In lieu of an abstract, here is a brief excerpt of the content:

  • Introduction
  • Jared Gardner (bio) and David Herman (bio)

This special issue assembles an international group of scholars to explore emerging connections between comics studies and narrative theory—two fields which, until the last five to ten years, have developed largely in parallel, without much cross-fertilization or even interaction. The signs of this new convergence of scholarly interests and research practices are unmistakable. Recent meetings of the Modern Language Association, the American Comparative Literature Association, and the International Society for the Study of Narrative have increasingly featured papers and sessions on the intersections between scholarship on narrative and research on comics and graphic novels. Further, recent publications have featured narratologically oriented work by analysts of graphic narrative, including Jeanne Ewert's and Erin McGlothlin's path breaking studies of Art Spiegelman's Maus, Pascal Lefèvre's analysis of "Narration in Comics" in the inaugural issue of Image [&] Narrative, Teresa Bridgeman's work on bande dessinée, and Richard Walsh's discussion of "The Narrative Imagination across Media" in Modern Fiction Studies' special issue on "Graphic Narrative" (2006). In Francophone scholarship, there is a longstanding tradition of studying comics using semiotic concepts, which are part of the foundation for contemporary narratology. This tradition reached something of a culmination in Thierry Groensteen's recently translated monograph The System of Comics (discussed by Craig Fischer and Charles Hatfield in this issue). Yet for all of these incipient cross-disciplinary connections, the present issue is the first of its kind: a sustained, multi-author study organized around the question of how ideas from contemporary narrative theory can be brought to bear on graphic narratives, and how, reciprocally, the richness and complexity of narratives told in words and images might pose challenges to existing models of story. We use the term graphic narrative theory as a shorthand for the new, hybridized field of study in which questions of this kind are central, and which the essays gathered here collectively work to promote.

In this introduction, we provide context for understanding the ongoing disciplinary reconfiguration—the continuing expansion of interest in storytelling via words and images—that has made this special [End Page 3] issue possible. Synopsizing the major lines of inquiry pursued by each contributor, we highlight questions that will require further investigation as comics scholars and narrative theorists work to open new avenues for exchange on graphic narrative theory. Our aim is to foster more dialogue of this sort, facilitating new ways of engaging with what has become, cross-culturally, one of the world's most vibrant and compelling forms of narrative practice.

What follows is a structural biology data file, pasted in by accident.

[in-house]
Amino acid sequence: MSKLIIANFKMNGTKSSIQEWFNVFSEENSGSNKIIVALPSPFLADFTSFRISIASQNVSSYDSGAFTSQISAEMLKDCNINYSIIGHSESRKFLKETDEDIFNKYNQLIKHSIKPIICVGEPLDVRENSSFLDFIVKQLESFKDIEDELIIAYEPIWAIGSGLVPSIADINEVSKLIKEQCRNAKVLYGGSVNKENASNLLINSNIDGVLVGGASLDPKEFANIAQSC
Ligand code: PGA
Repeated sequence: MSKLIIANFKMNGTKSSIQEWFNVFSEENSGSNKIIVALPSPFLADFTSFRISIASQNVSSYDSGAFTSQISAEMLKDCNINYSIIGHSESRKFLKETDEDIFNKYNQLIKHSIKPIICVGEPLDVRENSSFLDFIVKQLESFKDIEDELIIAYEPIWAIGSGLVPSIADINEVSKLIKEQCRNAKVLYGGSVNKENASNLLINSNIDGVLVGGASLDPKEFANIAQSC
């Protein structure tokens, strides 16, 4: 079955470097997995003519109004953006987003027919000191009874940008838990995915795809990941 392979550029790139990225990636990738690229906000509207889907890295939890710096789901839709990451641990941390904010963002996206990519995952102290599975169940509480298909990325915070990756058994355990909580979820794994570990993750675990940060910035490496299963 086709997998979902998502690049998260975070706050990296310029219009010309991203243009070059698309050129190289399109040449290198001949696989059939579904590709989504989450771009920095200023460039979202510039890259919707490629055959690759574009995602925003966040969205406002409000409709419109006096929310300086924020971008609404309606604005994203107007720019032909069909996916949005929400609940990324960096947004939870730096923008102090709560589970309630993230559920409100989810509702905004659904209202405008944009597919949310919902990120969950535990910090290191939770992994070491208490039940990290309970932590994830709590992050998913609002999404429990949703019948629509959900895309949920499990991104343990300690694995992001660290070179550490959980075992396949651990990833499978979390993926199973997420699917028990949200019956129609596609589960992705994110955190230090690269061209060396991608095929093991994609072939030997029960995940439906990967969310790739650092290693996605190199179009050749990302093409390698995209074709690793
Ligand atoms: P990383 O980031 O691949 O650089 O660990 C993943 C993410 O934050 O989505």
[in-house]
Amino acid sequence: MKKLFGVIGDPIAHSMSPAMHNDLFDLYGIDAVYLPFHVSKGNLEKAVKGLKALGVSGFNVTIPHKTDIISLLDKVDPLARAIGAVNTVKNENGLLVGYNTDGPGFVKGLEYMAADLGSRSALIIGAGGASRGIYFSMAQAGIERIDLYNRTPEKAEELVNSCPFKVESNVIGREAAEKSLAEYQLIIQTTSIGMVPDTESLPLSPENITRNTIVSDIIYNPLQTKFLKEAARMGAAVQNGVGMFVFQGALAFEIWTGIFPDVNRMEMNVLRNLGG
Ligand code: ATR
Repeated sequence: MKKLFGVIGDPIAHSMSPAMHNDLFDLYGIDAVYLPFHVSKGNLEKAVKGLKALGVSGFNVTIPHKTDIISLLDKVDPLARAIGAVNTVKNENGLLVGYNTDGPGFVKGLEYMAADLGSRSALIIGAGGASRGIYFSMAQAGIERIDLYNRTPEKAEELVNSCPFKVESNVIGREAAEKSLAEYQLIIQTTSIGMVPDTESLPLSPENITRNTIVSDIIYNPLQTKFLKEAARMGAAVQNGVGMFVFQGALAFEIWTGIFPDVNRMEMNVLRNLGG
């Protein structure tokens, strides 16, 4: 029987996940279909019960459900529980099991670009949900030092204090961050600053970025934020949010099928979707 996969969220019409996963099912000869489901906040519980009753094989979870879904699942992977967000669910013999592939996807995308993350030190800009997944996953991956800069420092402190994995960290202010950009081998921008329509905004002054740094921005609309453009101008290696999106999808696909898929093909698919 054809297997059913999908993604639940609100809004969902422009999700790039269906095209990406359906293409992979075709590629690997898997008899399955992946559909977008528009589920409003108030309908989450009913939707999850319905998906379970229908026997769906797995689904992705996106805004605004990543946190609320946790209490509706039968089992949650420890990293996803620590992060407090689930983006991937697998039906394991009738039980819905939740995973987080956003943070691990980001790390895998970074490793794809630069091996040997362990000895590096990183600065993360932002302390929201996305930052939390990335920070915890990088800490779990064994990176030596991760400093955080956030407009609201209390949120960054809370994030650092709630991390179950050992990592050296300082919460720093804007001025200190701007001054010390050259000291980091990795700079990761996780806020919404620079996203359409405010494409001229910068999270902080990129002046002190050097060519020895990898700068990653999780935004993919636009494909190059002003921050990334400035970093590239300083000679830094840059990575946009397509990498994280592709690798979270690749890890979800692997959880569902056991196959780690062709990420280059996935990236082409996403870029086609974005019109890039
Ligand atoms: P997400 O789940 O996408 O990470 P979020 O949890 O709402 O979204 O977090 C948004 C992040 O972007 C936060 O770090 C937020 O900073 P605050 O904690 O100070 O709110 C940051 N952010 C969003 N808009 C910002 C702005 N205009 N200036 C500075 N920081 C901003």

Graphic Narrative Theory's Two Trajectories of Development

The study of graphic narratives and research on narrative theory: it seems like a natural fit! Aren't these two made for each other, as the specific case is made for the general category, the local practice for the broader protocols that enable and regulate it? In fact, the situation is more complicated, and characterizing the scope and aims of the present issue requires sketching out a brief history of the two fields at whose intersection graphic narrative theory has emerged. In both fields, longer trajectories of development have set the stage for the convergence of texts and traditions exemplified by the present issue.

Scholars working in the field of narrative theory have come to recognize the need to diversify the corpus of narrative texts—the range of storytelling practices—on the basis of which they seek to develop accounts of what stories are, how they work, and what they can be used to do. To quote Gerald Prince, in his discussion of how a focus on female-authored texts might impact work in narratology, "it can be argued that a modification of the narratological corpus [e.g., an inclusion of more texts by women]…may effect the very models produced by narratology; and, should it turn out that such a change does not lead to an alteration of the models, the latter would be all the more credible, all the less open to negative criticism" (78). As part of this broader reassessment of the way theories of narrative are based on specific corpora of stories, and how the stories included therein...


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